BLOOMINGTON — A Massachusetts father who lost custody of his child after he failed to return to McLean County for hearings in his child custody case should have contact with his son — and sooner rather than later, a judge ruled Tuesday.
Four-year-old Michael Cadena Jr. has neither seen nor spoken to his father, Michael Cadena, since his mother, Amber Buck of Normal, picked him up in October at the Weymouth, Mass., police department where the boy was taken to be reunited with her.
Cadena was sentenced last year to six months in jail and ordered to pay a $25,000 bond if he returns to McLean County on direct criminal contempt charges.
In December, Judge Charles Feeney ordered attorneys for the parents to set up video or telephone visitation between Cadena and the child. Feeney was not pleased to hear Tuesday that those visits have not started.
Cadena's lawyer Adele Saaf said a Bloomington counselor canceled a Jan. 30 phone consultation with Cadena after she learned that information about the call had been posted on social media by Cadena's supporters.
Saaf said Cadena will "instruct his family and friends not to post anything about these matters."
With the appointment canceled, Saaf told the judge, "I'm not really optimistic about the visits starting any time soon."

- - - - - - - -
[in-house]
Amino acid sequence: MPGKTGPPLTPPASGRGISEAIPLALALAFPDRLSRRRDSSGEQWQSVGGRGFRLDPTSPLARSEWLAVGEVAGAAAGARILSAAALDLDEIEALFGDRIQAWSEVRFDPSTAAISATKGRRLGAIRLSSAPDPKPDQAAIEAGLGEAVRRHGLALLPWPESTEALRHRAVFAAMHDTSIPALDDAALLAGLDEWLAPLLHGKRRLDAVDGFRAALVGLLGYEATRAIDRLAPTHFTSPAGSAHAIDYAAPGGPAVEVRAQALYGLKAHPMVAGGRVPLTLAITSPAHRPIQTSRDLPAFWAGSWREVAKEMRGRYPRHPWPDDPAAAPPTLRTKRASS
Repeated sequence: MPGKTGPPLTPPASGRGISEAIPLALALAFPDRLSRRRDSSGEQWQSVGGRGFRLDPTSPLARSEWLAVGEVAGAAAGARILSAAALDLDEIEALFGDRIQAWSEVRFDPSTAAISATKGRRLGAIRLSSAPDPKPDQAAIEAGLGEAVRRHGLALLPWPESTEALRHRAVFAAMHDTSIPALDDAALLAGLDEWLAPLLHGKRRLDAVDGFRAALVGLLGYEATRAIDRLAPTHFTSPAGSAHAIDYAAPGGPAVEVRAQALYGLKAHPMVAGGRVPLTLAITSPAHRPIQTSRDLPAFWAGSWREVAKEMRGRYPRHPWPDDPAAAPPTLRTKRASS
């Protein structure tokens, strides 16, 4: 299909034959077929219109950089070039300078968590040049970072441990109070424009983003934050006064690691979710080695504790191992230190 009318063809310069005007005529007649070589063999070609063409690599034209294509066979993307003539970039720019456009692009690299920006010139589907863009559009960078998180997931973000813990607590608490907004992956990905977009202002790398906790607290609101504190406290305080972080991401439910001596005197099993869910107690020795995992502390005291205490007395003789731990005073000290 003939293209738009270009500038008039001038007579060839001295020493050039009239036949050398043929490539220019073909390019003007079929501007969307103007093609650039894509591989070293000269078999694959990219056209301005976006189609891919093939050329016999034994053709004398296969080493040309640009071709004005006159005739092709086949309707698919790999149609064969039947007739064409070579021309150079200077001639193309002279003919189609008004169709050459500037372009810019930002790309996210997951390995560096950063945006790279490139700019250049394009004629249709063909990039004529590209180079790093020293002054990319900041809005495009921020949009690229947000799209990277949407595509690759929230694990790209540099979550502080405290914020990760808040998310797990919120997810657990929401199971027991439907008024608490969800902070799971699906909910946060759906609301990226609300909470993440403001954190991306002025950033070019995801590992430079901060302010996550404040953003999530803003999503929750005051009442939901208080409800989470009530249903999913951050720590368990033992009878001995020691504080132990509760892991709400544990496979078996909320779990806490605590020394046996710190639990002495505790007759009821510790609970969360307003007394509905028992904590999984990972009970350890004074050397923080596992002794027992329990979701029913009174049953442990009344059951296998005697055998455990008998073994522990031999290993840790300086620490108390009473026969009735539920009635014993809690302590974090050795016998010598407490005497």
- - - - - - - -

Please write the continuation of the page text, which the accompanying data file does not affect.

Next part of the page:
Buck's attorney Tristan Bullington said the therapist has declined to supervise the visits as ordered by the court. Bullington suggested that Bloomington lawyer Joseph Foley, recently appointed guardian ad litem to represent the child's interests, supervise the visits.
Foley confirmed to the judge that he is willing to supervise the meetings.
The delay in the visits resulting from a dispute over social media postings is unacceptable, said the judge.
"We need this child to have a relationship with his father. This needs to happen," Feeney told lawyers.
Feeney set a Jan. 29 hearing to review progress of the visits and hear arguments on a protective order sought by Buck that would bar Cadena from sharing any information exchanged in the custody case and limit what he may know about the child.
Saaf objected to the terms of the proposed order that keeps Cadena from knowing his son's address or having information that could assist him with his case.
Feeney ordered lawyers to work toward a mutual agreement for a protective order that "probably is a good idea" in the custody case.
Cadena has alleged his son was abused by Buck, a charge she has denied.